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The powers of the financial dictatorship

Written by Louis Even on Thursday, 01 October 2015. Posted in Social Credit

Fable or fact?

Let us imagine for one moment about a powerful person who speaks to the whole world. Where this person lives is not relevant, since he does not want to be seen; he only wants to be obeyed, and he lets everyone know that he can break any resistance to his will.

“All powers are in my hands,” this person says. “I don’t have any army or police force, and I don’t need them. I am neither a head of State, nor a minister. I let you people amuse yourselves periodically with these political games, in order to choose people who will hold these functions. Your choice doesn’t bother me.

“With your researchers, inventors, and skills, you have the means to produce in plenty all that is needed to satisfy the basic needs of every human being on earth, but all of this potential remains submitted to my power to permit or to forbid, to activate or to stop any production.

“I am truly ALL powerful. People, nations, or organizations can possess the physical means to produce, but nothing will be done if I do not permit it. In the past, I stopped all production for years, right in clear sight of the millions of starving people. Other times I allowed, with a stroke of my pen (Editor’s note: now clicks on a computer) ruinous wars that killed millions of people. I can also cause millions of workers to be out of work, when there are plenty of useful projects that could be realized.

“To me, heads of State and ministers are really stupid, since they perceive they are not able to dig a trench in their own countries, with a mechanical digger that belongs to them, operated by one of their citizens who wants work, before having received the permission from one of my offices. All political leaders think they are somebody, but actually they are all my slaves; I control them all! They can do nothing without my permission, and they have to levy taxes on their nationals to pay me for this permission. I have become more and more their undisputed master.”

It is pointless to continue this tale, since the International Financiers never speak out so frankly; they never unveil their dictatorship. They prefer to let the politicians talk and show off. As for the Financiers, they content themselves with giving orders, with handling billions of dollars, which carries much more power than ballot papers.

This is only a tale, but the facts, which are more known through their effects than through their description, are even more dreadful than this tale. It is this dictatorship that Pope Pius XI denounced in his Encyclical Letter Quadragesimo Anno, accusing small groups of International Financiers of making the whole of economic life “hard, cruel and relentless in a ghastly measure.”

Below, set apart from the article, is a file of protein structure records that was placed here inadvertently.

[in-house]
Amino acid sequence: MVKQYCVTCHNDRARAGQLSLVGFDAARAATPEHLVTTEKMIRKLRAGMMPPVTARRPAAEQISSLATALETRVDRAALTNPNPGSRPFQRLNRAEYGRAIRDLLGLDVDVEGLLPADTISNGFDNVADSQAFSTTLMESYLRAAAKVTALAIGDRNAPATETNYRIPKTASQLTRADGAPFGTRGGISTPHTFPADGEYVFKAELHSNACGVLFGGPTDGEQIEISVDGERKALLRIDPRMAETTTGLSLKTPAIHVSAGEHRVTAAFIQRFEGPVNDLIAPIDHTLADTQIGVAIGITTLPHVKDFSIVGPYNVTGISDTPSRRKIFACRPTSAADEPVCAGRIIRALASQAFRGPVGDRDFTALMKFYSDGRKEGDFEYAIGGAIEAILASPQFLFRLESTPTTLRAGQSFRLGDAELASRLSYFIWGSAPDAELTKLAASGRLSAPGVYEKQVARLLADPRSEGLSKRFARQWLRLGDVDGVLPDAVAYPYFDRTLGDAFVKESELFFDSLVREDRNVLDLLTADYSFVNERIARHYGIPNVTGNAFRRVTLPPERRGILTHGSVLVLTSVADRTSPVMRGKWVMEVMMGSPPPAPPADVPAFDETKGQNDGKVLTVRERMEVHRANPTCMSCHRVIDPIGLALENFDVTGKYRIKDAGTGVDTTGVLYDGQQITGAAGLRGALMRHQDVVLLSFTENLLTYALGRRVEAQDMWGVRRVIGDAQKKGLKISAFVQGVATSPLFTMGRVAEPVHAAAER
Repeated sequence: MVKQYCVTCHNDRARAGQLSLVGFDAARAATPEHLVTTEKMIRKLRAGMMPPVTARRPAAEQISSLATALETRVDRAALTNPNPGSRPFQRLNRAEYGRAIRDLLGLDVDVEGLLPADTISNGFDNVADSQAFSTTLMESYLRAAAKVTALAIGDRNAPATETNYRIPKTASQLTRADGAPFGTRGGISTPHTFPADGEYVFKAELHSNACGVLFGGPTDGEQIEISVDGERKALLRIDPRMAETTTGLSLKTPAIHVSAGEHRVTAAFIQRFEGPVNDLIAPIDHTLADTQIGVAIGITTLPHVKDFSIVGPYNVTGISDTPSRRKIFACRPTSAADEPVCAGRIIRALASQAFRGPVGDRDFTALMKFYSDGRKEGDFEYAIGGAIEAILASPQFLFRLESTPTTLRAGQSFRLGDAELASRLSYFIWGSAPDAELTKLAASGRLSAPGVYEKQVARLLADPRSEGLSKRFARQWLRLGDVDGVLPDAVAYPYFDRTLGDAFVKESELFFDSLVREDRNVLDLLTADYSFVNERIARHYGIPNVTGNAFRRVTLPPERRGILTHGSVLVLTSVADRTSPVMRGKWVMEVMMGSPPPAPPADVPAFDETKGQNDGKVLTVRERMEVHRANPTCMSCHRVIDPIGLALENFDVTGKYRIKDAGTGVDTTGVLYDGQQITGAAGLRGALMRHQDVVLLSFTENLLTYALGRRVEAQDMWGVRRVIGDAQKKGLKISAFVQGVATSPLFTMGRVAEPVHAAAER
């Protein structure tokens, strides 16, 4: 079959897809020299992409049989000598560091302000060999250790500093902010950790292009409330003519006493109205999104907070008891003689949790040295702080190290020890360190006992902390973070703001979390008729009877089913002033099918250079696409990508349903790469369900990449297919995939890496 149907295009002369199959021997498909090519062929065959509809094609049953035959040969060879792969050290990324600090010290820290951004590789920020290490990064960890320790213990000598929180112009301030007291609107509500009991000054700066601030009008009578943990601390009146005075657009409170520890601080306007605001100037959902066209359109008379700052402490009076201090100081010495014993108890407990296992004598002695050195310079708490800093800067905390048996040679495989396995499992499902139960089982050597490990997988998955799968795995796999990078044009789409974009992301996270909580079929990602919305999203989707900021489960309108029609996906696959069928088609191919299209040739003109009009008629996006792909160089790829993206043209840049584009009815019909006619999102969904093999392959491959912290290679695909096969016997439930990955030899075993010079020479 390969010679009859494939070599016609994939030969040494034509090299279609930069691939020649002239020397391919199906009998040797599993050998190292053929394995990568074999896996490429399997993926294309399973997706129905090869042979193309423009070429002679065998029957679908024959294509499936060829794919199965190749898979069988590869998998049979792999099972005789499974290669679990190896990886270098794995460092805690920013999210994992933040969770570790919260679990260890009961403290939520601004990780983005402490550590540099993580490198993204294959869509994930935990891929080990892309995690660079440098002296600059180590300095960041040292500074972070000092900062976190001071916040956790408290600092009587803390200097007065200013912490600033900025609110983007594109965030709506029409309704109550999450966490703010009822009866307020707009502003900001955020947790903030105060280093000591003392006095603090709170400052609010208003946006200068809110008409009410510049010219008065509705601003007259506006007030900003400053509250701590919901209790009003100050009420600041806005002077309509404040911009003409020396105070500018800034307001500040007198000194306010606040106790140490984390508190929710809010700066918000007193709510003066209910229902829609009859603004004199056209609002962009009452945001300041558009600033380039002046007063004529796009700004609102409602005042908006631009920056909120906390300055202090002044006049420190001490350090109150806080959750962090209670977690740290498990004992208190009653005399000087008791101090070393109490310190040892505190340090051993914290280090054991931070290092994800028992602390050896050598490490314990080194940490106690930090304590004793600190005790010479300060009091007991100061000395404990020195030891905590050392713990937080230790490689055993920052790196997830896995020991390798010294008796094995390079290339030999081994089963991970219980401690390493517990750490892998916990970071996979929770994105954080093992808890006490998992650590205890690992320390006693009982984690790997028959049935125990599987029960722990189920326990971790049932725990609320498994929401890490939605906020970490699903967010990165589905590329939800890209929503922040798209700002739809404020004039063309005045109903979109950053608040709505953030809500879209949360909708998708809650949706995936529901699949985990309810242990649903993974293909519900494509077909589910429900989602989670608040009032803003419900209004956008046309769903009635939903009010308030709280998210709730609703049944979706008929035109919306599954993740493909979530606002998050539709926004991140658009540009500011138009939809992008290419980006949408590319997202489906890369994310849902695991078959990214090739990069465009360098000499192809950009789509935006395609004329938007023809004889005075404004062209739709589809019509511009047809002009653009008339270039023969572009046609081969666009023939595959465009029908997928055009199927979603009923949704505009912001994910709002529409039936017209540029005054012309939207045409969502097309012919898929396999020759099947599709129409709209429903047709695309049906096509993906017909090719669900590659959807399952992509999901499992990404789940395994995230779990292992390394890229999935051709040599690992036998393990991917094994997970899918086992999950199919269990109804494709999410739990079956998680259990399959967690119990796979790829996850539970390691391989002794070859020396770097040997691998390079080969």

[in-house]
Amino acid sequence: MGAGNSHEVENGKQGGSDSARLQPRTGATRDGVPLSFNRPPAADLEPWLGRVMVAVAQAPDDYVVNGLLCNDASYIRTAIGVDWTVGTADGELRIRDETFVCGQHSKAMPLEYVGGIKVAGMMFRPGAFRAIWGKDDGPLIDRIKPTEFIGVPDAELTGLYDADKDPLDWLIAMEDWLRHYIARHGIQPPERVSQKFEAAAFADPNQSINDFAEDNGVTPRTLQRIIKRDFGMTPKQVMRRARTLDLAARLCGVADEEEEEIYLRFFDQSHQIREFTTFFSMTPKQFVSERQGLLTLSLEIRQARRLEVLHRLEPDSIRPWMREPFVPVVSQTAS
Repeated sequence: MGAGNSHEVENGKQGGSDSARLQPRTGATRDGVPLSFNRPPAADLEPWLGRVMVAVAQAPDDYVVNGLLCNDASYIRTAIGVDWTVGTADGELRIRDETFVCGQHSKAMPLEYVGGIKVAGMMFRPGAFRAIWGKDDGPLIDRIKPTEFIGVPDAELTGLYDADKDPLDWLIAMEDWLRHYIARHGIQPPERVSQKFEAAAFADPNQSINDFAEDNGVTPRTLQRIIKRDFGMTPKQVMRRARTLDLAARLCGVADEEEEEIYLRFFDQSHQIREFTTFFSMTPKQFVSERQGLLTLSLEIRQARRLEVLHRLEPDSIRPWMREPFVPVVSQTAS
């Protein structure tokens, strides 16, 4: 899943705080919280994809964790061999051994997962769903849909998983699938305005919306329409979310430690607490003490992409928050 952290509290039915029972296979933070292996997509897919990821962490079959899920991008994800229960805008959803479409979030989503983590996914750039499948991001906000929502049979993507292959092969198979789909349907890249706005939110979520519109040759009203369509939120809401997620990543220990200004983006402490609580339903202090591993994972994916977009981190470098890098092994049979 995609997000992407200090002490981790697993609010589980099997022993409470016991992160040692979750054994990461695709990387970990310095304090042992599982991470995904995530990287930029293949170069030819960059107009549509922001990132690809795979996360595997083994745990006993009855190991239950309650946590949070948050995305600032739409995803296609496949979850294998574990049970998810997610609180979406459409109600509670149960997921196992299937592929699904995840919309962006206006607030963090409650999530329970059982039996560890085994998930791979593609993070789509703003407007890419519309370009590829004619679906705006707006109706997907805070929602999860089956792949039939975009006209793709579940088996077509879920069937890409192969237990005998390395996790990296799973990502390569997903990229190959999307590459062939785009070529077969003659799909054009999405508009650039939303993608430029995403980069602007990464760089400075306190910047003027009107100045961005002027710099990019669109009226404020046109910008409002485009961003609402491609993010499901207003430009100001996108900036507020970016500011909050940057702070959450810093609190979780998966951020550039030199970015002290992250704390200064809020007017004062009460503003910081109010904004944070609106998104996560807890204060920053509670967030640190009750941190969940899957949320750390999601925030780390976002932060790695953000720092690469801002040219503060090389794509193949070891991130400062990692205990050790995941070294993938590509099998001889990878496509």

Pius XI said that this accumulation of massive power rests with the controllers of money and financial credit:

“This power becomes particularly irresistible when exercised by those who, because they hold and control money, are able also to govern credit and determine its allotment, for that reason supplying so to speak, the lifeblood to the entire economic body, and grasping, as it were, in their hands the very soul of production, so that no one dare breathe against their will.”

As for the power that rests with governments, the Pope wrote, in the same Encyclical:

“The State which should be the supreme arbiter, ruling in kingly fashion far above all party contention, intent only upon justice and the common good, has become instead a slave, bound over to the service of human passion and greed.”

This Encyclical was written in 1931, but the powers of the financial dictatorship have only become all the more entrenched since it is the financial credit that commands, that gives orders to the real credit. The increasing concentration of financial credit in the hands of a few money “creators” permits the command of huge industrial firms, with vast networks of branch offices and subsidiaries around the globe. Into these millions of workers rush every day, having to leave their personalities (and sometimes their conscience) at the entrance.

One of Douglas’ three financial proposals, which summarized his concept of a sound financial system, would decentralize the monopoly of credit from this handful of international financiers and their economic system of robot-like workers. This proposal reads as follows: “All new production must be financed by new credits”.

The credits required to finance production and distribution would be drawn from this source: the country’s financial credit, based upon the country’s immense real credit.

This would not require any upheaval within the established structures. Private enterprises would remain private enterprises. Even the banks could remain private enterprises. It is through them that financial credit would be channelled for its issue and be returned to the source.

Louis Even

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